The exhaustion is debilitating but not depressing—I’ve learned to rest as soon as I feel it. (I’ve learned what happens if I don’t rest.)
To rest as soon as I feel badly takes letting go of many responsibilities. There’s comfort in that. After four decades of workaholic toil (long hours seven days a week, on multiple jobs and projects), it’s strangely delicious to let go, to calmly and without shame let others save the world today.
I’m immensely grateful to my colleagues who are covering for me, but I don’t feel even one bit guilty about letting them do it. I’d do the same for them, and may have to before this ends. After decades of feeling responsible for everyone and everything around me, decades of feeling lost and guilty if I take a day off, I’m finding joy in my temporary freedom.
These are dark times and they are only beginning. We must all learn to love ourselves and other people all over again. We must find the compassion that decades of cable news cycles burned out of us. Find meaning in helping, and joy where we can.
The Whims 24 Apr 2020, 3:45 pm
One of my first professional jobs was at a tiny startup ad agency in Washington, DC. The owner was new to the business and made the mistake of hiring a college buddy as his creative director. This guy was not up to the job. He was not the slightest bit curious about our clients’ businesses, or what mattered to their customers. His day was one long lunch hour bookended by naps. He thought we couldn’t hear him snoring through the closed door of his office.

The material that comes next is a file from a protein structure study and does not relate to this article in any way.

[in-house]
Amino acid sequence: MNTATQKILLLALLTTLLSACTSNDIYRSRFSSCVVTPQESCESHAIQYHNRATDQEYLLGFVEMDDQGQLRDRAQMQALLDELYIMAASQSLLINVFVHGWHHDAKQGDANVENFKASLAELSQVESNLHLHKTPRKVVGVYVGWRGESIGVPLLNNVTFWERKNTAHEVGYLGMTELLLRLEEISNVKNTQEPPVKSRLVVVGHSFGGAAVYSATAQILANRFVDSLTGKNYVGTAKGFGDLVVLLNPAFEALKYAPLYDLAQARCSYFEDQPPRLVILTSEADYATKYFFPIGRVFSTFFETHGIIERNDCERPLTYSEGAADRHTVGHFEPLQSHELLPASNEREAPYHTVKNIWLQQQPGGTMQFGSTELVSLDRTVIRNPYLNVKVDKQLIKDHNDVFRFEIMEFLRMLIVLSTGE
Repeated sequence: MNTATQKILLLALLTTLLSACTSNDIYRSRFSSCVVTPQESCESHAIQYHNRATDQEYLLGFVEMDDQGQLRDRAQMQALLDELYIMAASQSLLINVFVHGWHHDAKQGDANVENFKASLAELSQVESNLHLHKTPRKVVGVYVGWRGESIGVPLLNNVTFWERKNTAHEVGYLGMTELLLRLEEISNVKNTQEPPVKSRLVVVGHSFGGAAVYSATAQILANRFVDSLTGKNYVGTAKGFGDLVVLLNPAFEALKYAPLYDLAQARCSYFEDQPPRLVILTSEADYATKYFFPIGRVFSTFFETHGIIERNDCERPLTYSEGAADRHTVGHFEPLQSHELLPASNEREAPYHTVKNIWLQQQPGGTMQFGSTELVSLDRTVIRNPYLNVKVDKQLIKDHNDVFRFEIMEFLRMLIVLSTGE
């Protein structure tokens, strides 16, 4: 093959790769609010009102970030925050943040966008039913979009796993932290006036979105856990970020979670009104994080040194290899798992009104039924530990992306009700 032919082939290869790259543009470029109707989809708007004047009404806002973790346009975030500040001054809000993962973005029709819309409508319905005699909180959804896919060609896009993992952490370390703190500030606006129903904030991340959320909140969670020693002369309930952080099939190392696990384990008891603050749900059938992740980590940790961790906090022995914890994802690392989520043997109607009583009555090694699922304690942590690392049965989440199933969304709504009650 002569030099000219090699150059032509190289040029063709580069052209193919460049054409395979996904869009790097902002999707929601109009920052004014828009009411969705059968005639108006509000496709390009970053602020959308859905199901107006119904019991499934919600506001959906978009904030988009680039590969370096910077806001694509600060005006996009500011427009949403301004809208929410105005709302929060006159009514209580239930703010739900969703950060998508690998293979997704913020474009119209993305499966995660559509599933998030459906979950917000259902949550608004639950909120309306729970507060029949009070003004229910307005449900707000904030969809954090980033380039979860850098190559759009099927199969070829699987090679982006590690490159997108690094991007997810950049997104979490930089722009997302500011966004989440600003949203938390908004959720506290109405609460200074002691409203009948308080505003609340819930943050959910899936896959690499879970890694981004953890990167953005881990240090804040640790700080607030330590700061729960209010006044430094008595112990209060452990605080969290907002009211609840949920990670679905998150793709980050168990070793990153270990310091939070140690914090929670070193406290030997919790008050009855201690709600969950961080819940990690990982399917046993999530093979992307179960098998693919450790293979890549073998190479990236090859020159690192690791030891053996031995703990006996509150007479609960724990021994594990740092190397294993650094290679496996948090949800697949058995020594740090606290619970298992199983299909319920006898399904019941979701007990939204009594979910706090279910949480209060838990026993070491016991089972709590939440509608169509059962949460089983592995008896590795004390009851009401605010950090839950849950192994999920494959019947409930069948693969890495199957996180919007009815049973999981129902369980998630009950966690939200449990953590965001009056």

Once a day, he would call a “creative meeting” to discuss whichever project would soon fall due. He would not bring sketches, or notes, or a creative brief to these meetings. Instead, he would “lead a creative brainstorm,” which meant we had to listen to him spout whatever shallow, idiotic idea proposed itself to his limited mind at that moment. We were then supposed to leave the room and execute his so-called “concept.” It didn’t matter if the idea was derivative of someone else’s widely known better ad, or if it was superficially cute but meaningless, or wrong in tone, or more likely to hurt than help the client’s business. He had spoken, and that was that.
Needless to say, after a few weeks—and even though they were old friends—the agency owner realized he had to fire this creative director. After all, it was widely agreed, a quarter-page newspaper ad for a local Ford dealership was far too important to entrust to the whims of an imbecile.
The hump 20 Apr 2020, 10:19 pm